Cudlipp, (right) who edited the News of the World from 1953 until 1959,
was the last survivor of a great newspaper family. Both his brothers,
Percy and Hugh, edited national newspapers and for one brief period of
10 days, they were all running Fleet Street papers at the same time.
Reg died on 21 January, 2005 at the age of 94.
took over the editorship of the News of the World in 1953 when the
paper was selling eight million a week. At the time his older brother
Percy was editor of the Daily Herald and his younger brother Hugh was
editorial director of the Mirror Group. The three brothers all started
their journalistic careers on the Penarth News in South Wales before
going their separate ways. Reg was the last to arrive in Fleet Street
because the Western Mail found his immaculate shorthand and typing
He joined the News of the World in 1938 as a
sub editor for nine guineas a week. The following year, at the outbreak
of war, he joined the Royal Artillery and was posted to a searchlight
battery in Gibraltar.
It was not long before his journalistic
skills were spotted by the war office and he was promoted to editor of
a magazine for the soldiers, then commissioned and transferred to
Calcutta as associate editor of Phoenix Magazine, where he witnessed
many of the final events of the Japanese war.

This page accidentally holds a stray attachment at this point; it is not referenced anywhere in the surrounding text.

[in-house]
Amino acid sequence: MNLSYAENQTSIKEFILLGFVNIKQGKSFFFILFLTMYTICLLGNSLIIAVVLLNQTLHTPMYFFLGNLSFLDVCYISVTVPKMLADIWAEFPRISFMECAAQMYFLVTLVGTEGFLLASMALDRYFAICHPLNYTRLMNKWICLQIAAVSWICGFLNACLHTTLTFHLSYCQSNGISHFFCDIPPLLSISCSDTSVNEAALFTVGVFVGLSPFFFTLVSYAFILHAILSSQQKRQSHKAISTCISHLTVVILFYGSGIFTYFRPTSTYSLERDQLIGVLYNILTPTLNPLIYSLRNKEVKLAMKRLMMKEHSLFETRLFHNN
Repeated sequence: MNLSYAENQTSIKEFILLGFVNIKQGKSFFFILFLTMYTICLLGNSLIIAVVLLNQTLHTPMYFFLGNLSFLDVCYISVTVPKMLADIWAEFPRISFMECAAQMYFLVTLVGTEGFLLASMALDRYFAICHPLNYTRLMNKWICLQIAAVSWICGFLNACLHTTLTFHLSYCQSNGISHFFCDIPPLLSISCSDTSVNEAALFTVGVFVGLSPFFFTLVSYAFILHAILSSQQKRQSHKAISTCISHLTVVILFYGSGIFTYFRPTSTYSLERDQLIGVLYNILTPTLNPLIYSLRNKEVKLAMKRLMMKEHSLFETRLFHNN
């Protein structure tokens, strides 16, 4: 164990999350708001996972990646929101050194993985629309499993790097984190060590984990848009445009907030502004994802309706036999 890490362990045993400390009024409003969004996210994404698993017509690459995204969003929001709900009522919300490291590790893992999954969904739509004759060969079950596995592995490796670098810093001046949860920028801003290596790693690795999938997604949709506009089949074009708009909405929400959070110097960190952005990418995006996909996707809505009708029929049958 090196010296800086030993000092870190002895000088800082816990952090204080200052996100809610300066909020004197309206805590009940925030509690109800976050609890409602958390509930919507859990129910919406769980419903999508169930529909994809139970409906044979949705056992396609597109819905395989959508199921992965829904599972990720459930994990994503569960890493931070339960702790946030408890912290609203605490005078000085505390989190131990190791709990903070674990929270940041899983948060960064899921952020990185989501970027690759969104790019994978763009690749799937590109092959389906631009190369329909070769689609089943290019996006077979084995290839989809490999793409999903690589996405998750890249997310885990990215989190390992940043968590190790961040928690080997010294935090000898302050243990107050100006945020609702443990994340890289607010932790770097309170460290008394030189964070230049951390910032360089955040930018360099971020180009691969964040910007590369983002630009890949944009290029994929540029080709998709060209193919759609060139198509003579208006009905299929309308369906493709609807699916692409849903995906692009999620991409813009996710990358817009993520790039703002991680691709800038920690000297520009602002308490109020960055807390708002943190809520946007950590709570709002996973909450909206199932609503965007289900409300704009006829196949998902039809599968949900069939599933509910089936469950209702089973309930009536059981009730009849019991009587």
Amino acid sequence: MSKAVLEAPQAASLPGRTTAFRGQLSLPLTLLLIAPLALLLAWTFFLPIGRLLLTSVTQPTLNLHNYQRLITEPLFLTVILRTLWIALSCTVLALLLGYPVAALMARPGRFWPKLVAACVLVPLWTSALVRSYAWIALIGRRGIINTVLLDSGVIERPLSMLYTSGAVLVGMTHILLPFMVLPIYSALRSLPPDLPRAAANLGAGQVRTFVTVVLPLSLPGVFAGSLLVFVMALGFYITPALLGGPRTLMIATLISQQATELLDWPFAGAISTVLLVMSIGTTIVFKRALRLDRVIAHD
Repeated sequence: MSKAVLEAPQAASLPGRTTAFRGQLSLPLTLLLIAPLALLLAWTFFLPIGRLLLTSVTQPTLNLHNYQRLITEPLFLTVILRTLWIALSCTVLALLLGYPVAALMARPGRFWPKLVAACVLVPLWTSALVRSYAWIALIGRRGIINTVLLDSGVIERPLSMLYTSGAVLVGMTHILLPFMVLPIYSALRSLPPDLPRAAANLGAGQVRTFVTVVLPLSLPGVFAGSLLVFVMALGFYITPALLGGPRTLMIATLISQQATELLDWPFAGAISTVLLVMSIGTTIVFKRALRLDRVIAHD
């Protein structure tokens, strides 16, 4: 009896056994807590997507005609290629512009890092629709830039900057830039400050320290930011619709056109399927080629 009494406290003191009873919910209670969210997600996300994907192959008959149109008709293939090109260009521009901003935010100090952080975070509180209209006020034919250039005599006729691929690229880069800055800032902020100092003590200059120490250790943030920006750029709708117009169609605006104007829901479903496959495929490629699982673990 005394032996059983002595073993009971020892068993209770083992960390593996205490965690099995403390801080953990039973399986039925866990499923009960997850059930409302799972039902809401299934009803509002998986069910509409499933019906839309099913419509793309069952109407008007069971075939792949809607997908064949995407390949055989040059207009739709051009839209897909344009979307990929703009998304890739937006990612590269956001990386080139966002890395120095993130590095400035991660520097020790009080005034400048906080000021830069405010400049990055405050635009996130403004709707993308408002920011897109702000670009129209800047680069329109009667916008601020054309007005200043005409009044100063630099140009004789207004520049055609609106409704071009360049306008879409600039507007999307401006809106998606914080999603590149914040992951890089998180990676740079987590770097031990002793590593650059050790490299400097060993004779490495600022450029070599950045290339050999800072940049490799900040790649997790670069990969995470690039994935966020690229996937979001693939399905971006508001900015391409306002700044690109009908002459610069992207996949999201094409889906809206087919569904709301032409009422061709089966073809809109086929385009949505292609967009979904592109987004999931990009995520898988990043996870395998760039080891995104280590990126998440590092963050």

ex-servicemen, he returned to his old job only to find women had been
recruited to take over his role. He was offered a job in syndication
sales at the paper.
Finally the management decided he would make
a great American correspondent and posted him to New York where he took
his new bride Rachel.
Back in London in 1948 he moved up the
editorial ladder and was appointed editor in 1953 when the paper's
circulation was at a peak.
It was at a time when the News of the World was focusing its attention on the extraordinary post war crime wave.
paper's celebrated crime reporter Norman Rae was probably more
successful at solving crimes of the time than Scotland Yard's finest.
On more than one occasion the paper extracted confessions from
high-profile murderers and then paid for their defence in the courts,
as they had done with acid bath murderer John George Haigh.
The News of the World, as always, had its finger firmly on the pulse of its readers, the post-war generation.
left the News of the World in 1959 and vowed never to return to Fleet
Street. He became director of the Anglo-Japanese Economic Institute and
editor of its quarterly review, Japan .
He and his wife Rachel
became widely respected in diplomatic circles and maintained close
interest in Japan and its relations with the developing world.
He retired in 1986, having been awarded the Order of the Sacred Treasure – the first Englishman to receive it.
He spent his retirement in West Sussex with his wife, Rachel.